Next-generation family businesses: Exploring business ecosystems

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Next-generation family businesses: Exploring business ecosystems

Family-owned businesses face a growing challenge: How to thrive in today's fluid business ecosystems while still preserving their identity as a business and their cohesion as a family.

By Mennolt BeelenMark Whitmore

To thrive in today’s dynamic, complex business ecosystems, many family-owned businesses will need to shift their mindset to take a more expansive view of the kinds of business relationships they can use to drive value, according to a new Deloitte study.

Next-generation family businesses: Exploring business ecosystems (PDF), a 2018 global study by the Deloitte Family Business Center, polled 575 current and future family business leaders to investigate their attitudes and actions with respect to the business ecosystems in which they participate. The study showed that while most family-owned businesses view ecosystems as an opportunity for growth, a number of more-insular behaviors persist even among some organizations whose leaders view themselves as more open to collaboration.

Innovation is one area in which many family business leaders’ attitudes seem particularly out of step with their actions. A large majority (89 percent) of survey respondents agreed that business ecosystems enabled their organization to innovate beyond its individual capabilities. Yet when asked about their actual participation in innovation projects, more than half (53 percent) said that they rarely or never partnered with other organizations during the past three years, pointing to a lingering reluctance among at least some family-owned businesses to engage with external parties. Further, 32 percent of the respondents said that their businesses would only work on new services and/or products with organizations with which they already had a long-standing relationship. This is consistent with many family businesses’ traditional emphasis on operating within stable, closely knit networks of collaborators—a model that is at odds with the more fluid and varied modes of interaction that characterize today’s business ecosystems.

In this context, it is interesting that acquisitions were the most frequent type of business combination that respondents undertook over the last three years—and that they expected to engage in more acquisitions than in any other type of combination over the next three years as well. When asked why they pursued business combinations, 30 percent of respondents cited “access to innovation” as a driver, making it the third-most-frequent reason given for undertaking a business combination. The study also found that family businesses place a high value on owning intellectual property (IP), with 63 percent of respondents saying that owning IP was “very” or “fairly” important to their organization.

Taken together, these findings suggest the possibility that family businesses feel the need to own innovations outright in order to derive value from them. While this belief is in keeping with the family-owned business’s traditional emphasis on owning a strong asset base, it may expose leaders to undue risk if it encourages the pursuit of acquisitions at the expense of other types of relationships. Joint ventures and alliances, in particular—which are generally more cooperative, more negotiated, and less risky than acquisitions—offer avenues for family businesses to benefit from innovations without actually owning them.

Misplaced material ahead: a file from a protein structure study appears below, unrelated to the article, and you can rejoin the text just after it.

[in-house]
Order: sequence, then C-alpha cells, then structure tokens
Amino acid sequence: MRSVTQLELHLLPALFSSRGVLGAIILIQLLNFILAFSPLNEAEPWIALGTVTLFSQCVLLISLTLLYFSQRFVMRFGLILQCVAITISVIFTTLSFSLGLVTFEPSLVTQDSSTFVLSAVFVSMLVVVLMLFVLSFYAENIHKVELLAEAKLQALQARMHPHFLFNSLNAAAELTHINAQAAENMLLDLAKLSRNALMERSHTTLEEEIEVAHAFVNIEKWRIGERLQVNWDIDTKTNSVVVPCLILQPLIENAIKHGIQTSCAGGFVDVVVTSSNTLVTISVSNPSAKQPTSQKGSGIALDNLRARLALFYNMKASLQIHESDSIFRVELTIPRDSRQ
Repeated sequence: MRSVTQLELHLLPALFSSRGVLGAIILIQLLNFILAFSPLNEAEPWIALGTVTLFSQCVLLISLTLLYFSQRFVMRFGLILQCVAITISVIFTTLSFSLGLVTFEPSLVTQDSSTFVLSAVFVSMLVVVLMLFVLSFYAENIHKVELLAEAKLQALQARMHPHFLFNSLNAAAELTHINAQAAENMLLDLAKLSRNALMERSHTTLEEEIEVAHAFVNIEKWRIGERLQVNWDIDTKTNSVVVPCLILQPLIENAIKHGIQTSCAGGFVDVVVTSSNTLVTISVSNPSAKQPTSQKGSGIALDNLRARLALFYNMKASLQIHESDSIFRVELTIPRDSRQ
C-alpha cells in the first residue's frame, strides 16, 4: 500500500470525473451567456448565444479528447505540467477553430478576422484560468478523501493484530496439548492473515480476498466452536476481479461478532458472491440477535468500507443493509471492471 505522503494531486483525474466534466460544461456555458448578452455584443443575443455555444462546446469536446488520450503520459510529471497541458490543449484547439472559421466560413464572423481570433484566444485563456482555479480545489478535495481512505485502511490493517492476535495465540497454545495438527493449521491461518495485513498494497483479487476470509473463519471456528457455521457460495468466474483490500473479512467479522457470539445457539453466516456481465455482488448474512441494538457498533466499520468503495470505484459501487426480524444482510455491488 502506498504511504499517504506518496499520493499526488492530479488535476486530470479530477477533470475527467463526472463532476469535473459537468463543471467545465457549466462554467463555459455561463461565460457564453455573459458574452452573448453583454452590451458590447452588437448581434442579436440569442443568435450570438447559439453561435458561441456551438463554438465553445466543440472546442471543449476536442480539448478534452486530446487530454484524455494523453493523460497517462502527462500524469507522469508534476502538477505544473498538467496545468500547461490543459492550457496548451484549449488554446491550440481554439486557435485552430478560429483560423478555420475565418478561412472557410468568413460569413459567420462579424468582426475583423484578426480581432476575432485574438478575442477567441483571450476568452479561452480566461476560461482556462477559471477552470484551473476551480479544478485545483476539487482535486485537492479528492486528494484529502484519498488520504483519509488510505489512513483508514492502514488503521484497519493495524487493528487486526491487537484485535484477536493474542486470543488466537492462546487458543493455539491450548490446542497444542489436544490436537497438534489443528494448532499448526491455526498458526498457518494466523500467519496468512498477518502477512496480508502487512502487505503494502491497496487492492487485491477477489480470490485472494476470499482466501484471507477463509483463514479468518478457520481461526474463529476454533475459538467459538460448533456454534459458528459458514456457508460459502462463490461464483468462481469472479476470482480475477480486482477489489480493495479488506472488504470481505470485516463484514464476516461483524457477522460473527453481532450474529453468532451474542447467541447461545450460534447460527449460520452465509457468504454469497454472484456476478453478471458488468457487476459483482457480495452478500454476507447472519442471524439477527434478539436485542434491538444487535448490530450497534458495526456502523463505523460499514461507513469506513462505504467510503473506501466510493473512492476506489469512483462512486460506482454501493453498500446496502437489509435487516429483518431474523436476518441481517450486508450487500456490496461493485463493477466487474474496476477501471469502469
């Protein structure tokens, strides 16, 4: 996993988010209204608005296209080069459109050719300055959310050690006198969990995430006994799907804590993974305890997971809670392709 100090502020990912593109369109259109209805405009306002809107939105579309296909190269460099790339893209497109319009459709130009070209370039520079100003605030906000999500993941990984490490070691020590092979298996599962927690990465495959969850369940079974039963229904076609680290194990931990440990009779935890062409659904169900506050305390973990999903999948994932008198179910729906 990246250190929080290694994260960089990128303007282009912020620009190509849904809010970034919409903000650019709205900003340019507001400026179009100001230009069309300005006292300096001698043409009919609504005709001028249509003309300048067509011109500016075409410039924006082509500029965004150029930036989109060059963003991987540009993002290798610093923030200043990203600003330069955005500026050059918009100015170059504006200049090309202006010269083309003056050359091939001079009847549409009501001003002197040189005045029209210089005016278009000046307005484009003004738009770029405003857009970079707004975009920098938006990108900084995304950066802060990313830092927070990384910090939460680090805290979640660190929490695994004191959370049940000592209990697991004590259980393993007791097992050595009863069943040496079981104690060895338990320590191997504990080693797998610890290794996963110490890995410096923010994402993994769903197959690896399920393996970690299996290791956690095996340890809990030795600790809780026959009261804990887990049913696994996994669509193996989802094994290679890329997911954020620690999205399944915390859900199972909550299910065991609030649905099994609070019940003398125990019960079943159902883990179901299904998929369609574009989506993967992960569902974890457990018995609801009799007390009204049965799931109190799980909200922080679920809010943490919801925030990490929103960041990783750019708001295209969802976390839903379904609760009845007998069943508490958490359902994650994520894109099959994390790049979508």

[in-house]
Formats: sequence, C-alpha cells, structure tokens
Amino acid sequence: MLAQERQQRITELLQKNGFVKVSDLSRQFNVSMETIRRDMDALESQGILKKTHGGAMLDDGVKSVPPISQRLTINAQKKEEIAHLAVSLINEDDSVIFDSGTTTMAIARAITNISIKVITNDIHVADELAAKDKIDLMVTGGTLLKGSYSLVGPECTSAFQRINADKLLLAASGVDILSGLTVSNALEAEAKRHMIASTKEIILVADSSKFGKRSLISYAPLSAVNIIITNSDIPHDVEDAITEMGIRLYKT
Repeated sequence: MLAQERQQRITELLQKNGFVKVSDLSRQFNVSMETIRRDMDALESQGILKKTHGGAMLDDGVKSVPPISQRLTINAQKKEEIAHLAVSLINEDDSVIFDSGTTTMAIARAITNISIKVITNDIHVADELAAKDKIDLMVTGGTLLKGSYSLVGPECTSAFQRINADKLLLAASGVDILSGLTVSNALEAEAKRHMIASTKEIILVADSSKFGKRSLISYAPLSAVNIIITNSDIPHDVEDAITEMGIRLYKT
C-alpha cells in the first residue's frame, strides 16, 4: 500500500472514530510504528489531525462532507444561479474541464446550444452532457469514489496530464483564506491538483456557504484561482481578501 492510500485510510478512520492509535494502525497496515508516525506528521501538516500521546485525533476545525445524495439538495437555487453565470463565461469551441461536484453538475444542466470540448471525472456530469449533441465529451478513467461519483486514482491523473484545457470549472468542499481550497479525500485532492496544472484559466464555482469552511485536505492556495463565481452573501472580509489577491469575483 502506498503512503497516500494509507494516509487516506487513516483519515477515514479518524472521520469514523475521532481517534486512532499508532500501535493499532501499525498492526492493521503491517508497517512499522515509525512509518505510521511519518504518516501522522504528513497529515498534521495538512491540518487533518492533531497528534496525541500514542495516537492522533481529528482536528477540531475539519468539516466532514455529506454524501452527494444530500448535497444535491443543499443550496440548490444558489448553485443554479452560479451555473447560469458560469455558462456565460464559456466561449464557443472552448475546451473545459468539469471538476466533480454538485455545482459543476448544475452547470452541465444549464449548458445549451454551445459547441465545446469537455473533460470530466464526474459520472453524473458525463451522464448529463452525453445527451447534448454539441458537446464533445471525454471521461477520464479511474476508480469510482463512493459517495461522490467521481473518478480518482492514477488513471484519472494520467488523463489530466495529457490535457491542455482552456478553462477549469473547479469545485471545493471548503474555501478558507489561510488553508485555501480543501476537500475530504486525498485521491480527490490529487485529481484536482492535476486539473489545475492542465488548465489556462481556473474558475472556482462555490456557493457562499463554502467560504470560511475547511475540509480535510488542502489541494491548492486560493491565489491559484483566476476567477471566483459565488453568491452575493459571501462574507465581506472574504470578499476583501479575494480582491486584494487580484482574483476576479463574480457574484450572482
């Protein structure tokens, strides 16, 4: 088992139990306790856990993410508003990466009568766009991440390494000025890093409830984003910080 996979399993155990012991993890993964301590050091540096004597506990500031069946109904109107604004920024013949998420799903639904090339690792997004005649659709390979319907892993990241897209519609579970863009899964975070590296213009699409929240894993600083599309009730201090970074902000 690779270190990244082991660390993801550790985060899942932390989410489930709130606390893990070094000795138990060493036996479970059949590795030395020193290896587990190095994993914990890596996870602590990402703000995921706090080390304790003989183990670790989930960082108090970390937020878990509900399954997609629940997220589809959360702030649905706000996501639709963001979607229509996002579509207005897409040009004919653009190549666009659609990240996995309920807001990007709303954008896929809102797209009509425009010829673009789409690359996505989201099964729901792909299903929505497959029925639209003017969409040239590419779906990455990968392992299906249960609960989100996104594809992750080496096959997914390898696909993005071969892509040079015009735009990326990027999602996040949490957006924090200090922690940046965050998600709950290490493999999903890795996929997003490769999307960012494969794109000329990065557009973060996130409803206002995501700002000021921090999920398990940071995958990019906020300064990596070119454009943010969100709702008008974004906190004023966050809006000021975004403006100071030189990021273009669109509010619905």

To fully exploit the opportunities presented by modern business ecosystems, family business leaders should consider adopting a flexible, outward-facing mindset that allows for variation in the types of relationships they pursue. This represents a sea change in attitude that many family business leaders themselves are aware must take place. More than half of the survey respondents believed that they needed to change the approach of their business to collaboration, mergers and acquisitions (M&A), and alliances, either to some extent (53 percent) or substantially (17 percent). Working in their favor is the fact that family businesses tend to be resilient and agile, and most have a long-term planning horizon. These strengths, along with astute leadership and an understanding of the current environment, can help family businesses navigate their way to success and continuity.

The overall picture emerging from the survey is one of family businesses making a slow transition to fuller participation in broader business ecosystems—typical of the prudent and steady approach of many family-owned businesses. But while a cautious approach may fit in well with their culture, family businesses need to balance caution and conservatism with the need not to be left behind. Perhaps most important of all, family businesses (and their leaders) would do well to consider how their business model can work effectively in an evolving business ecosystem—without neglecting the history and traditions embedded within the family.

New entrants and startups, as well as established competitors, are capitalizing on a wave of opportunities created by an ecosystem-driven world. Family businesses that can evolve their culture and business practices to take advantage of the same opportunities can gain a competitive edge.

Next-generation family businesses

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